For the past two weeks, about 15 humpback whales have been lunge-feeding for anchovies offshore of Moss Landing, treating whale watching tours to a show.
Usually, humpbacks’ food is hundreds of feet down, and people only see whales surface for air, before arching their backs, lifting their flukes and diving, says Kate Cummings, owner of Blue Ocean Whale Watch, a Moss Landing tour company.
But lately, the anchovies have gathered near the surface, which doesn’t happen often.
“The humpbacks swim underneath them and then rocket to the surface with their mouths open,” Cummings says.
Whales work together to corral the anchovies, and sometimes several whales launch from the water in unison, she says.
The sea’s surface has warmed over the past few weeks, caused by October storms pushing warm winds from the south and west, says Nate Mantua, leader of NOAA’s Landscape Ecology Team in Santa Cruz. The West Coast’s waters are now warmer than usual, he says.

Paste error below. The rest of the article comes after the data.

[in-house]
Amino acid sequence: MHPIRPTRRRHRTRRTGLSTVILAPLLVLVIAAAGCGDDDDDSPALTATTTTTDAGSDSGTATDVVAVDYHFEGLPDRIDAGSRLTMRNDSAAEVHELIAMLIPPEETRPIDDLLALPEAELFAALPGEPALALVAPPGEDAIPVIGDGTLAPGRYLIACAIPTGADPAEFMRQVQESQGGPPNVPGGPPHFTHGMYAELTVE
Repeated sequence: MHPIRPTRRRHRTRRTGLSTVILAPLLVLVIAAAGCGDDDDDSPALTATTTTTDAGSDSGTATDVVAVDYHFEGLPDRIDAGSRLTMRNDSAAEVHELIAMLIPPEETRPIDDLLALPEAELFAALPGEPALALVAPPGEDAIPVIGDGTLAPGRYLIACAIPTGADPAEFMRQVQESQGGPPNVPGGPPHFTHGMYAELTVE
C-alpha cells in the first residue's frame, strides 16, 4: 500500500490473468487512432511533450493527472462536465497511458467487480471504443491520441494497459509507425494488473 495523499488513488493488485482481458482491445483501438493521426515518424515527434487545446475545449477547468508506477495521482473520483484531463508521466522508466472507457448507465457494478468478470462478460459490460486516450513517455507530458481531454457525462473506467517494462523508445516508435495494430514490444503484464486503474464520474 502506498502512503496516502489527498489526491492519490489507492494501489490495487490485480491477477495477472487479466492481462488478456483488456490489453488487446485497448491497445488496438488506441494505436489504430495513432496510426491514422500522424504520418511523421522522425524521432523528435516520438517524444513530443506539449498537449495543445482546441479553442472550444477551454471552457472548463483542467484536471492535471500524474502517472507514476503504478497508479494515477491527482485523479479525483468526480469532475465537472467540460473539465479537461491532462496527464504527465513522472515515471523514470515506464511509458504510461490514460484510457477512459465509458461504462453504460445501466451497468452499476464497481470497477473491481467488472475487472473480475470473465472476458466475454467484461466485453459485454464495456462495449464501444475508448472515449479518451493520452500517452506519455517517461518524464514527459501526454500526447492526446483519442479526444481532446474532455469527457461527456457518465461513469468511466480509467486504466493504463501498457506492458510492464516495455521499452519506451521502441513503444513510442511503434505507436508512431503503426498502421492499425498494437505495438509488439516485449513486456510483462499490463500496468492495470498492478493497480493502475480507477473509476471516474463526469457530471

Those warm seas are likely what’s pushing anchovies to concentrate in deeper waters of the canyon, where it’s cooler, says Nancy Black, owner of Monterey Bay Whale Watch, a Monterey-based tour group. Then whales, dolphins and sea lions drive the fish to the surface. Anchovies are also likely following their food, plankton, which hangs out near the surface.
This time of year is normally near the end of the Monterey Bay’s humpback season, though for the last few years humpbacks have stayed through December before heading to Mexico for breeding season, Black says.
Last week, Black’s tours saw a group of 14 killer whales. She’s also seeing “big numbers” of common dolphins, which are also associated with warm waters, she says.
“There’s always something to see,” Black says. “Especially with this unusual sea temperature occurrence, we’re getting another concentration of anchovies that we weren’t really expecting. You actually never know when that’s going to happen.”